Posts Tagged ‘birds’

Finding My Expression

April 12, 2011

Lately I’ve been a little less than inspired by the landscapes here on the Island. Until things begin to grow again and the birds return to nest, I don’t go out and take as many photos. What I do do at this time of year is go through a lot of my old photos and “play” with them.

I’m trying to find my “style”. Letting myself go wild in Photoshop in hopes that I might find the secret recipe to make my photos uniquely mine.

This is my latest one. I had a photo of this young Common Yellow-throat that had a few too many branches for my liking but the bird itself seemed pretty good. What could I do with that? Well, I could soften the branches and lighten them up, add a slight texture and fade out to the edges creating a light vignette. What do you think?

Common Yellow-throat

And a few more…

Blackburnian Warbler

Red-winged Blackbird

Beach Dune


I Prefer To Photograph Small Birds

March 28, 2010

While most photographers like to go after the large birds of prey for their dramatic poses and overall regal presence, I prefer to shoot the small birds. The tiny little Warblers and insect eaters like Kinglets and Flycatchers.  Large or small, they both have their challenges.  It can be difficult to locate large raptors and they tend to keep quite a distance. It is, needless to say, quite exciting when you do spot one. However, if they see you first, which they usually do, they don’t hesitate to fly off which tends to leave you with yet another shot of a large bird’s rear end in flight.

Is this Seagull hiding from the Eagle?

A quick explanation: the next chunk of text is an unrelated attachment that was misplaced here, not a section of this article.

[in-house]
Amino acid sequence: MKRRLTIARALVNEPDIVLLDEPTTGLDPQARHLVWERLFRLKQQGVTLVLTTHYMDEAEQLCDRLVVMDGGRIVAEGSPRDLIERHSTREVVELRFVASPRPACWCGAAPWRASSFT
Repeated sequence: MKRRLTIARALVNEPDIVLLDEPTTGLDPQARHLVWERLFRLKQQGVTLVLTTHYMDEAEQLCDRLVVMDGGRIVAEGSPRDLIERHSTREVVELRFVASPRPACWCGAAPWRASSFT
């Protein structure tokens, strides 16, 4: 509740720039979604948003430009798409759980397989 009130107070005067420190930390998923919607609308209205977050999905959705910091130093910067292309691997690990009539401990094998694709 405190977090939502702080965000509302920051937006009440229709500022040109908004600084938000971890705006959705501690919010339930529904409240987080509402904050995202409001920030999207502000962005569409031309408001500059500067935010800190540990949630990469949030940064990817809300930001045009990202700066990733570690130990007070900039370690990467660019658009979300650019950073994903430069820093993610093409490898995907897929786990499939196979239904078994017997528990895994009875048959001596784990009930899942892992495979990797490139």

Looking for dinner

The small songbirds birds are more my style though and I always look forward to their spring arrival. The little ones seem to be everywhere in the summer and they can be just as challenging to photograph, if not more so, than the large raptors. They rarely sit still, but they also have this curiosity for new things which brings them considerably closer to investigate your presence.  Of course close is a relative term depending on the length of your lens.  I like their charm and their cheerfulness. They seem so delicate and yet they are able to survive some very harsh conditions.

Common Redpoll keeping warm by fluffing it's feathers

This Common Redpoll is a tiny finch that is able to withstand bitter cold. They fly south to spend the winter here and then return to the North for breeding.

Northern Parula

It won’t be long now before the little Warblers are back here singing their summer song and I’ll be out in the woods or on the pond looking for them. Can’t wait.

I guess if I had to give a photo tip for capturing small birds it would be… Walk softly and carry a big lens.

Too Cold For A Fence Post To Be Out

February 2, 2010

It might be too cold for a fence post but it’s not too cold for the Blue Jays to be out.  I’m so impressed with how the birds flitter about in this stinging cold just like it was any other day.  They don’t appear to even notice the cold.  I, however, am not so hardened to the bitter temperatures. My tolerance for nippy weather is rather minimal and my mind quickly turns to running inside with another arm load of firewood.

The Christmas Bird Count

December 17, 2009

This weekend I will be joining in on the Christmas bird count for the first time.  Well, first time that I won’t be just looking out my window to do it. I plan to meet up with some “real” birders in Souris, PEI at 6:00 in the morning and from there we will go to the very eastern tip of the Island to freeze our…, I mean observe and keep a tally of as many birds as we can.

Here’s one…

Mourning Dove

An interesting thing about the Christmas bird count.  I didn’t know this until this morning, that before 1900 the bird count was actually a bird hunt.  A contest to see who could bring home the most kill. Thankfully, ornithologist Frank Chapman along with 27 other birders, suggested at the turn of the century that it might be wiser to count them rather than kill them. Thanks to Mr. Chapman and his friends we still have birds to enjoy today.